Mount Saint Helens

A terrific boondock site!

Pretty exciting too!

The pic to the right, shows Mount Saint Helens' blown out face from the May, 1980 eruption. This pic was taken outside Ms. Tioga at a lovely sunset. Do we seem close to this active volcano? Well, we are!! And, there is smoke belching from the crater, as well. We can only imagine what this exact spot where we are now was like at the moment of the volcanic blast at 8:32 Sunday morning, May 18, 1980.

Mount Saint Helens from our July, 2003 campsite.

Pre-Eruption View of Mt. Saint Helens

A pre-eruption view of Mt. Saint Helens from Spirit Lake shows the smooth, conical slopes of a very young and potentially explosive volcano.
[J.Hughes, USDA Forest Service]

The pic at the right with George and Mount Saint Helens is the closest that we got to the big volcano, which at this point is 8 miles away. The sloping crater which is a mile wide, is the section that blew off in the eruption of 1980!

This is the closest that we came to the mighty Saint Helens volcano!

Boondocking in Mount Saint Helens National Monument
We made three Nite Camps inside the Monument area and had absolutely no problem being bothered by anybody. As I recall, the area is not very heavily traveled. One really great camp was at Maratta Creek. Check out our archives for July 29 to July 31, 2003. When we were at Maratta Creek, we saw our very first beaver! Wow!

Below is a link updated every five minutes of the....
Mount St. Helens VolcanoCam - Washington State
17March2006: Volcano often not visible due to weather.

Search for secrets of Mount Saint Helens!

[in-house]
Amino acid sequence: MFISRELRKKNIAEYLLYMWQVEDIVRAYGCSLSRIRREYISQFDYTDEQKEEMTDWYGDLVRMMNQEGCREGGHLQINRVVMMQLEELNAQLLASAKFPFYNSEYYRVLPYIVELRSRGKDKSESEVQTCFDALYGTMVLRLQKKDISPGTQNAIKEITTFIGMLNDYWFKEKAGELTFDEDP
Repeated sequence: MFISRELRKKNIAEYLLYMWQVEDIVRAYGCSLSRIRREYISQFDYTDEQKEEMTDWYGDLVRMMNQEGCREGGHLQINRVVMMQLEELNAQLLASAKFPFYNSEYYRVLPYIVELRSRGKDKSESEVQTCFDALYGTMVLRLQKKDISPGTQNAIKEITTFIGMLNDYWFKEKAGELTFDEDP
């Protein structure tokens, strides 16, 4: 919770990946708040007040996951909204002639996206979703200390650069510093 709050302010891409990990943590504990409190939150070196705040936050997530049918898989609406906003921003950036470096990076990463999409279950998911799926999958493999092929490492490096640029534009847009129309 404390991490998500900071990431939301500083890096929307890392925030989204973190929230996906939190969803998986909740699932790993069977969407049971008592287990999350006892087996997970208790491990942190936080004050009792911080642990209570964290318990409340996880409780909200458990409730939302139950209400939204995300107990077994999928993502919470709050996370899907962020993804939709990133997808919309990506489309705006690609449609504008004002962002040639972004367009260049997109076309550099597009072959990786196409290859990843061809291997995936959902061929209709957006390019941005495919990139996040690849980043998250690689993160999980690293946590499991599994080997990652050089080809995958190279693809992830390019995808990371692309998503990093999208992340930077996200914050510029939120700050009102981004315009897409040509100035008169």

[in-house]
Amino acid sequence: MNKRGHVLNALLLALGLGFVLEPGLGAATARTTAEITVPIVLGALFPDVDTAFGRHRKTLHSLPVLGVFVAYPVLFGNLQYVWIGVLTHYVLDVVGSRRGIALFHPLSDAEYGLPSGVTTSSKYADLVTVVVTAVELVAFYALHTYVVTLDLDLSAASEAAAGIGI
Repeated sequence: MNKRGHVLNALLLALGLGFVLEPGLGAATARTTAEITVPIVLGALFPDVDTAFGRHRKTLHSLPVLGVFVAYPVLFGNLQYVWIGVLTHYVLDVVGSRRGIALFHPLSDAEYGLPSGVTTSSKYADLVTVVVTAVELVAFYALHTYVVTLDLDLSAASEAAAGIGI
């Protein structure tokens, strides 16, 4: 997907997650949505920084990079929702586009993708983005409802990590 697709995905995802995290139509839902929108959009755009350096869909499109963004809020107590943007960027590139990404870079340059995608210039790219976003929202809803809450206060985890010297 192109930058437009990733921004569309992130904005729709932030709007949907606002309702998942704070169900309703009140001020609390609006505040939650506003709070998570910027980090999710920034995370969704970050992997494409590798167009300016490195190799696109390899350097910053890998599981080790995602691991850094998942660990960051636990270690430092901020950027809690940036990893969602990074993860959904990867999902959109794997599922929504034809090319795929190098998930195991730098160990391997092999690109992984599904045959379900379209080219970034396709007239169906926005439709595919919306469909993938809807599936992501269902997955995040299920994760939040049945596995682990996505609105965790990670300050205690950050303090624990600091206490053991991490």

Unusual volcanic activity.

I received an email from friends Cathy and Jack with this fascinating story and photo about Mt. Saint Helens' during early 2005.

Mt. St. Helens, which sits about 30 miles from our house as the crow flies, continues to spew ash, while it is forming a lava dome in the crater and still having minor tremors. Here, in this sunrise shot, she appears to be blowing smoke rings (and anything so benign is welcomed, given recent history.)

What forms the "smoke rings" is the air flowing over the mountain getting pushed up higher as it goes up and over the top. The moisture content and initial temperature are just right so that the moisture condenses from a vapor to small particles at the higher altitude. When the moving air moves past the peak and comes down again, the particles evaporate back to an invisible vapor. The two "pancakes" describe that there are two layers of air for which this is happening, thus making this awesome picture possible.

Mt. St Helens during 2005 volcanic activity.
Picture by Brent and Jan LeBaron